Michael Kinsley takes a look at the Bush attack on Kerry’s “350 Votes to Raise Taxes.”
The purpose of a phony statistic like this one isn’t really to persuade people of its own accuracy. The purpose is to trap your opponent in a discussion he doesn’t want to have (in this case about his past votes about taxes), bog the discussion down in silly details that few people will follow, and leave a general impression that where there is smoke, there must be fire. And certainly, if what matters to you above all else is paying fewer taxes, you’d be a fool to choose Kerry over Bush. But this isn’t about taxes; it’s about honesty. Honesty means more than factual accuracy, it means avoiding disingenuousness: not talking crap when you know it’s crap. If that matters to you above all, you may be out of luck with either candidate this election. But if you wish to measure comparative crapology, this 350-tax-increases business may be hard for Kerry to top.
The best way to see the absurdity of saying that John Kerry voted for higher taxes 350 times is to apply Bush’s madcap logic to Bush himself. Every year, in the president’s budget, there is a table called “Effect of Proposals on Receipts.” It lists the president’s proposed changes in the tax rules and how they will affect government revenues for various periods up to 15 years. Most of Bush’s proposals will cost revenues, obviously. But in the four fiscal years 2002-2005, Bush has proposed 63 actual “revenue enhancers,” as his father used to call them. This doesn’t include, as Bush includes for Kerry, his opposition to any tax cuts (and there have been some, such as Democratic proposals to reduce the payroll tax). Nor does the list seem to include any “supply-side” revenue enhancement by magic or growth. These are actual proposals to take more money out of people’s pockets and give it to the government.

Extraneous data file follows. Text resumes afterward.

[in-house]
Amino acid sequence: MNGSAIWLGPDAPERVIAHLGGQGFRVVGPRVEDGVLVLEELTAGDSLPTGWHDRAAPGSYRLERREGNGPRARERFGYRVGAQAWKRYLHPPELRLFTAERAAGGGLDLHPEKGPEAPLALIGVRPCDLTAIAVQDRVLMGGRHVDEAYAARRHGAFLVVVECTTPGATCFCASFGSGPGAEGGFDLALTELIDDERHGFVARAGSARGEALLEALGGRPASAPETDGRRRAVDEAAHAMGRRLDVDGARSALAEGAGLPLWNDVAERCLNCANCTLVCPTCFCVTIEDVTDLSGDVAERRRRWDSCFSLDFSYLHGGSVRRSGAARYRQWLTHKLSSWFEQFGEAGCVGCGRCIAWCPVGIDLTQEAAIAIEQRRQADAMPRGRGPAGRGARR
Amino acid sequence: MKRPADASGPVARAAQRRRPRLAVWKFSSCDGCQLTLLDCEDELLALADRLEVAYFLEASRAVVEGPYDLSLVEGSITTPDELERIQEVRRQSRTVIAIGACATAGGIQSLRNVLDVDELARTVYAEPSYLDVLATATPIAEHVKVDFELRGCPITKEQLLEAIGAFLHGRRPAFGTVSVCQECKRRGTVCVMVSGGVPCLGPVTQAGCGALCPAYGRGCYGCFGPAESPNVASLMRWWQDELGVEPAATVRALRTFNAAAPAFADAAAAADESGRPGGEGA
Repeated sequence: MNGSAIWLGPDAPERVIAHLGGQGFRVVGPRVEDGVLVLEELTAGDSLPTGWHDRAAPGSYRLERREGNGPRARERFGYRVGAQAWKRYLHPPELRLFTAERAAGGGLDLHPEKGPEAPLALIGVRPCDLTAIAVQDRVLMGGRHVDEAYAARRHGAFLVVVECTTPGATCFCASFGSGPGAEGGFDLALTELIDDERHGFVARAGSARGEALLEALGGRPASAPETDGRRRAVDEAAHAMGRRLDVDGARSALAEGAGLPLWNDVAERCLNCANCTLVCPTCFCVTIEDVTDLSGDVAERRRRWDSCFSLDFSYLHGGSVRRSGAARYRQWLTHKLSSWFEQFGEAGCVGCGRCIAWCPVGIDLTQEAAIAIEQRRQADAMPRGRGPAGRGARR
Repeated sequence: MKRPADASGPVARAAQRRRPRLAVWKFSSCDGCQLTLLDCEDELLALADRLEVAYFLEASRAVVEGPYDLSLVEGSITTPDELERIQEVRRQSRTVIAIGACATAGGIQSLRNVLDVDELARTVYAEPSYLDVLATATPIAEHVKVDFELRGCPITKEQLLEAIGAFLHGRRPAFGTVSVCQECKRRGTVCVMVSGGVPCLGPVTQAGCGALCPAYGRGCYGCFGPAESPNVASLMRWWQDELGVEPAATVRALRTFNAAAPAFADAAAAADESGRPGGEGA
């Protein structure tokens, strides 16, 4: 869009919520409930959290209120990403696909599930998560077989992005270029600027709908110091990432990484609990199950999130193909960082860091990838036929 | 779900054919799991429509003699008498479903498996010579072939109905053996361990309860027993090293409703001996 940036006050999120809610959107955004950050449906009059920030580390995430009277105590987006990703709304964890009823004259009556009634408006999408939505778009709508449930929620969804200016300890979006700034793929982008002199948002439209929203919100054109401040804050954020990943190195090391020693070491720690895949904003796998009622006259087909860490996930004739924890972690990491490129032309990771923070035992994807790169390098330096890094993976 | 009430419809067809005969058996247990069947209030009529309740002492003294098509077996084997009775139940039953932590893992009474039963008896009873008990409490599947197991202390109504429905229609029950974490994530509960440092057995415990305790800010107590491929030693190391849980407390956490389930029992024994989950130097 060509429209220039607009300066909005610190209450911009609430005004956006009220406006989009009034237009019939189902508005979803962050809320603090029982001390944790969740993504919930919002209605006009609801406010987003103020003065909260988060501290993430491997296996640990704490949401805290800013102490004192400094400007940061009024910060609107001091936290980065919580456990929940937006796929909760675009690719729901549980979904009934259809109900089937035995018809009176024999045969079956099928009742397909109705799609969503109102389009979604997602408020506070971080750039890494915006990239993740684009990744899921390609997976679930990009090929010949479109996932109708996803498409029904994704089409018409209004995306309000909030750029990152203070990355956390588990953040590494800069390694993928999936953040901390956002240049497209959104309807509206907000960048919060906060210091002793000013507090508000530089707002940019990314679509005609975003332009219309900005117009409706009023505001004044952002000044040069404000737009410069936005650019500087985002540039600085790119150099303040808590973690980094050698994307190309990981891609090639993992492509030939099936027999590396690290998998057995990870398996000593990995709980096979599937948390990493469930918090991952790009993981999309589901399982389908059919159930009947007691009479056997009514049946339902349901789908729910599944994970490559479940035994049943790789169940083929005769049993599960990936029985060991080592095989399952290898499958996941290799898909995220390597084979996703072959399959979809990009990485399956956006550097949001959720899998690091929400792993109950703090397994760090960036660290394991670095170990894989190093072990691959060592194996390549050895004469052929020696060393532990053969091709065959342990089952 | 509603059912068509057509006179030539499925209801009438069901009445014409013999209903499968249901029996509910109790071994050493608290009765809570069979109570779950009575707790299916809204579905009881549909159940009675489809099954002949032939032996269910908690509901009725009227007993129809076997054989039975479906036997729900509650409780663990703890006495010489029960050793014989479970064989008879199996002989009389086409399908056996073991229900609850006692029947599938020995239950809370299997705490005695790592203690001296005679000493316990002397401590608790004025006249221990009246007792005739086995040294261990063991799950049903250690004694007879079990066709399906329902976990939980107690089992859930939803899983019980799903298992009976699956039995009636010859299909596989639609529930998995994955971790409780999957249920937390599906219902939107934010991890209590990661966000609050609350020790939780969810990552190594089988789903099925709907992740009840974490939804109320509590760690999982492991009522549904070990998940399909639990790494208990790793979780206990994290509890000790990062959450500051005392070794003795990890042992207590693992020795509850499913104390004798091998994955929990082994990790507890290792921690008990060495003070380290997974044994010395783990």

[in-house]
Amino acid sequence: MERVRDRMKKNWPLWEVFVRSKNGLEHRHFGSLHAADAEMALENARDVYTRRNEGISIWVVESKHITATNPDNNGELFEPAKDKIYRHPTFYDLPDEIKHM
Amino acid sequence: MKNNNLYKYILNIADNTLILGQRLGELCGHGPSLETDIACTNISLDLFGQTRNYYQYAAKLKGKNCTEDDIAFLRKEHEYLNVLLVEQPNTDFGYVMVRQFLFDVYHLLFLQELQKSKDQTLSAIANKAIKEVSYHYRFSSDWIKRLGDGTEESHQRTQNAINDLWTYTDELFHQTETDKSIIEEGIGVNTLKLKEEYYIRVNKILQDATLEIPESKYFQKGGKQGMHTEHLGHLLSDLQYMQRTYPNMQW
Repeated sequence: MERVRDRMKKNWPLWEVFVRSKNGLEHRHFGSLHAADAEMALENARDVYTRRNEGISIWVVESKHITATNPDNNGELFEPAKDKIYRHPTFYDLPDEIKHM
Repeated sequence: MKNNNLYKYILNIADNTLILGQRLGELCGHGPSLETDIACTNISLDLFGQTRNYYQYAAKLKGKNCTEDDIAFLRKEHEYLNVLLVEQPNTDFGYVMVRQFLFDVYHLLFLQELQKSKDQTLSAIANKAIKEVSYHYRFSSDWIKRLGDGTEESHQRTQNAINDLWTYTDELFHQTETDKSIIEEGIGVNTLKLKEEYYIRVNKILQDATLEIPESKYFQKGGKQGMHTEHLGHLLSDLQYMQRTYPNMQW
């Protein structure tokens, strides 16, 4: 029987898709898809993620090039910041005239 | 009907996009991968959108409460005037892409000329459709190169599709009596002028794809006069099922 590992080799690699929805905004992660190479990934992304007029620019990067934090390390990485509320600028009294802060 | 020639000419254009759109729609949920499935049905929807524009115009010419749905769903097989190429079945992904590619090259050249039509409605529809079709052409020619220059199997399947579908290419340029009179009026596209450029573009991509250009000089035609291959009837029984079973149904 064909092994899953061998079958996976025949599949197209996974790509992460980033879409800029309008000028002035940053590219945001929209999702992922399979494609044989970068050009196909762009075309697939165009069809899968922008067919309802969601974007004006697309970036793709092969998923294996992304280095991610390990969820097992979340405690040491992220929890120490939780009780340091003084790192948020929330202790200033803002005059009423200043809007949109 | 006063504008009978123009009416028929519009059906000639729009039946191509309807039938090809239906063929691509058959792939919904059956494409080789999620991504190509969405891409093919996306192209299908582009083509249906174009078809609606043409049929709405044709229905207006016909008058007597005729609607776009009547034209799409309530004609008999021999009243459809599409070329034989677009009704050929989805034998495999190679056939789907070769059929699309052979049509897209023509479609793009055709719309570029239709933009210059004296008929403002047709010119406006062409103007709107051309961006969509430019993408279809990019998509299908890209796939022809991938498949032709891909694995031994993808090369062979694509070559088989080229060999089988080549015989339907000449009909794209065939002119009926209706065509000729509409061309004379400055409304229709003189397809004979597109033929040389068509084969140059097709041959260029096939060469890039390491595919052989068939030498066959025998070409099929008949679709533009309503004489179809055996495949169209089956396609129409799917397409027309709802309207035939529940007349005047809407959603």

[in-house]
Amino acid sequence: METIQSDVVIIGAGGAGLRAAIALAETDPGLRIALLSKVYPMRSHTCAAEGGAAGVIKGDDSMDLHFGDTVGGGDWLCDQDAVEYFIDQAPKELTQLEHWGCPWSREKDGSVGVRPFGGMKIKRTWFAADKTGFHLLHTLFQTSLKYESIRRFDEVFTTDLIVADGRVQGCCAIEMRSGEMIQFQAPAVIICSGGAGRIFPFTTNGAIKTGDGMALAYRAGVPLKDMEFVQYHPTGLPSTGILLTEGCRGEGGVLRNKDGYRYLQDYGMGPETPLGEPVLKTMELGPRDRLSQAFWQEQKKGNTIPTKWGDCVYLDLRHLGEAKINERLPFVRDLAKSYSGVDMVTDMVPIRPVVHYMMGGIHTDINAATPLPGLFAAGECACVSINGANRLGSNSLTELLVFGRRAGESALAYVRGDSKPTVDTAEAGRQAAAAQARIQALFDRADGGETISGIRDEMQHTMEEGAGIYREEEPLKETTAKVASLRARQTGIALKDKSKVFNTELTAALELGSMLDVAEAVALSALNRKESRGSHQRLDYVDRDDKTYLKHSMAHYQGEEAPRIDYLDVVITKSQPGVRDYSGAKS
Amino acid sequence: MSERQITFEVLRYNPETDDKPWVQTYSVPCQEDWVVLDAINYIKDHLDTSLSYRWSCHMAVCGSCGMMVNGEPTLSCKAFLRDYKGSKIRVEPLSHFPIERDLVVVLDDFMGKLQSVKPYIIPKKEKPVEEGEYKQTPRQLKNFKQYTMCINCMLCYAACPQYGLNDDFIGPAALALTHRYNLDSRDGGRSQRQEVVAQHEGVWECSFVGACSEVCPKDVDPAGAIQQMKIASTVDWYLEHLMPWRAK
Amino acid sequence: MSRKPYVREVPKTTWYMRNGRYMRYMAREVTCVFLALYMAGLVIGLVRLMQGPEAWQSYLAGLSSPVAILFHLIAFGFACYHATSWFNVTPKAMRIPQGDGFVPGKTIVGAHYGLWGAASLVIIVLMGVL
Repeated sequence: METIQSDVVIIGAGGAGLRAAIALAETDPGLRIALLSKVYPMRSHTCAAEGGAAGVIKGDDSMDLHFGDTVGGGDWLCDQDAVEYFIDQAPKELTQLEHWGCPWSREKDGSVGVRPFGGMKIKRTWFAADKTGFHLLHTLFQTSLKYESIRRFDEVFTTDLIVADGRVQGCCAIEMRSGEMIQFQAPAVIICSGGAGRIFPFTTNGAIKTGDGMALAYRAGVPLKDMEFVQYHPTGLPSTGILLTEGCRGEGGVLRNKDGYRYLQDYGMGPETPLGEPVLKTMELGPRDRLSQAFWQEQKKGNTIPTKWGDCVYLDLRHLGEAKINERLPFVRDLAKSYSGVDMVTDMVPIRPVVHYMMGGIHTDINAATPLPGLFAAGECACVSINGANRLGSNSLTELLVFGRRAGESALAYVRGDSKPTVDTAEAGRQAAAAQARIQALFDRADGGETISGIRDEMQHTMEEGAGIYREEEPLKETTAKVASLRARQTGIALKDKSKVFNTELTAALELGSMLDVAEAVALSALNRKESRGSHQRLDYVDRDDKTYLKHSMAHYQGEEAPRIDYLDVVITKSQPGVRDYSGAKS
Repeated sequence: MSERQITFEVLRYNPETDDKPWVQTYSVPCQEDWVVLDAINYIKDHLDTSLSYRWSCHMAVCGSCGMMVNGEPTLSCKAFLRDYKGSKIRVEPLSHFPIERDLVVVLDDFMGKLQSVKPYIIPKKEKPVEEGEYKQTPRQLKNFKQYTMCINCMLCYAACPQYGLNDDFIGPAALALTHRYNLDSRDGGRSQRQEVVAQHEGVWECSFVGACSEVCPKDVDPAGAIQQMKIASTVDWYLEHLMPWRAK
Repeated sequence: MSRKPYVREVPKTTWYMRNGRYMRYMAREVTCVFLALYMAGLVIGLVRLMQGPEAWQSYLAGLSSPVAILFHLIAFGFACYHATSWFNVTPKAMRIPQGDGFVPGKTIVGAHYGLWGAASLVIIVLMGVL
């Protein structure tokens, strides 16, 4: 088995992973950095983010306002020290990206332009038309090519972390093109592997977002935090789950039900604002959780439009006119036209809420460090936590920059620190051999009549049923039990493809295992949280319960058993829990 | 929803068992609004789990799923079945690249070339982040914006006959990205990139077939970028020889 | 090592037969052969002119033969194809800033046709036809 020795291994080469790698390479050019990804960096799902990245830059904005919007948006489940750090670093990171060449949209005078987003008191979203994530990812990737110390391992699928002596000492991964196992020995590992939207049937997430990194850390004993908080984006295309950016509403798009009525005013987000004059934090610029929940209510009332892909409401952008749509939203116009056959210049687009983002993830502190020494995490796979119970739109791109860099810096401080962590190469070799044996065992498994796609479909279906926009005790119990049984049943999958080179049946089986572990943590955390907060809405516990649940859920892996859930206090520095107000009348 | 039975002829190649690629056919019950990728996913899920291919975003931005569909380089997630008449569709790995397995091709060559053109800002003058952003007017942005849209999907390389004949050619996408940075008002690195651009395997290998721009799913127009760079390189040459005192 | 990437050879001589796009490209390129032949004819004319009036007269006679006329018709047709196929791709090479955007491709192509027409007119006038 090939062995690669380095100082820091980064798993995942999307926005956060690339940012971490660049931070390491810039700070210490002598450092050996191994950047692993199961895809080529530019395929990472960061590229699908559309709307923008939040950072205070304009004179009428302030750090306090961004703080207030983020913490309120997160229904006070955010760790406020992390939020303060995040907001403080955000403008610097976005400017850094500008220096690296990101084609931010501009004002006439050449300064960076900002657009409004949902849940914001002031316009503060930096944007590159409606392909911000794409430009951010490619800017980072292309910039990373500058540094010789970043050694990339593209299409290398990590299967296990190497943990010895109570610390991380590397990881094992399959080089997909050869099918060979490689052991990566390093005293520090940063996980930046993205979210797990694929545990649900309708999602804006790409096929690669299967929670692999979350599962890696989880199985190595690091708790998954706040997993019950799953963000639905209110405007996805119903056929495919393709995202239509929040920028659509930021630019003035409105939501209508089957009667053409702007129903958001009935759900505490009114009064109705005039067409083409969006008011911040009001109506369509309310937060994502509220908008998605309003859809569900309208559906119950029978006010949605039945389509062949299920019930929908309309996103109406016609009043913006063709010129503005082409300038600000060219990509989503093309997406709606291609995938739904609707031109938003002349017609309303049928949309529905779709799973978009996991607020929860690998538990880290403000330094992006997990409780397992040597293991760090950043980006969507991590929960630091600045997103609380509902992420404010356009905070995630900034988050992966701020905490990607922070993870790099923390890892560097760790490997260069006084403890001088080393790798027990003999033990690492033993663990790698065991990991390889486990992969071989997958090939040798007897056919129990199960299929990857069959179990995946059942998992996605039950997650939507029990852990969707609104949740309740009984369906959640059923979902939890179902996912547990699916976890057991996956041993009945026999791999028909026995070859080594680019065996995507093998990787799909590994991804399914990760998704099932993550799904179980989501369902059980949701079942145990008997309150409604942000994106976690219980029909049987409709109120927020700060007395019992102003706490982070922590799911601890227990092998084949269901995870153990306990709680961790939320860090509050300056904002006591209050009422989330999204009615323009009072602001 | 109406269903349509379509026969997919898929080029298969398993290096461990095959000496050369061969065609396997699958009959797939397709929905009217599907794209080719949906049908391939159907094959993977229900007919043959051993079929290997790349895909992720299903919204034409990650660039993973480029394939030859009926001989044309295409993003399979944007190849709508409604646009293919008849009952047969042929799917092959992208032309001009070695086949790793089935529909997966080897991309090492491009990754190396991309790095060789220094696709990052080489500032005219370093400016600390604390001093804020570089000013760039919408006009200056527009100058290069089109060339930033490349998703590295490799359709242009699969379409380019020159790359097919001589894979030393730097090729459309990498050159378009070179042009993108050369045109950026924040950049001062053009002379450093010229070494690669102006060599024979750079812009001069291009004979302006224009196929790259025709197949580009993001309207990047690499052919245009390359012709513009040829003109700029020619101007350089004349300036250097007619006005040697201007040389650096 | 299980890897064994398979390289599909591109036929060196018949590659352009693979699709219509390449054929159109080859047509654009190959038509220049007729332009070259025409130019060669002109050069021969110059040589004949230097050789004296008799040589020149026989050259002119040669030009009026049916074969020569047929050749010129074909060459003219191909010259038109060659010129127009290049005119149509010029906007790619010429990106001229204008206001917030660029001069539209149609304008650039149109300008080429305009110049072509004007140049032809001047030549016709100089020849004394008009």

At Bush’s current rate of 16 “tax increases” a year, he’d have 320 under his belt if he could stay in the White House for 20 years. Depending on how you figure—but without wandering beyond Bush himself into the jungles of absurd logic—this is as many as eight times the number that Bush has managed to pin on Kerry. But isn’t it unfair to call, for example, more efficient administration at the IRS a tax increase? And isn’t it simply ridiculous to suggest that George W. Bush is more complacent about higher taxes than John Kerry? Yes, it’s unfair. It’s ridiculous. That’s the point.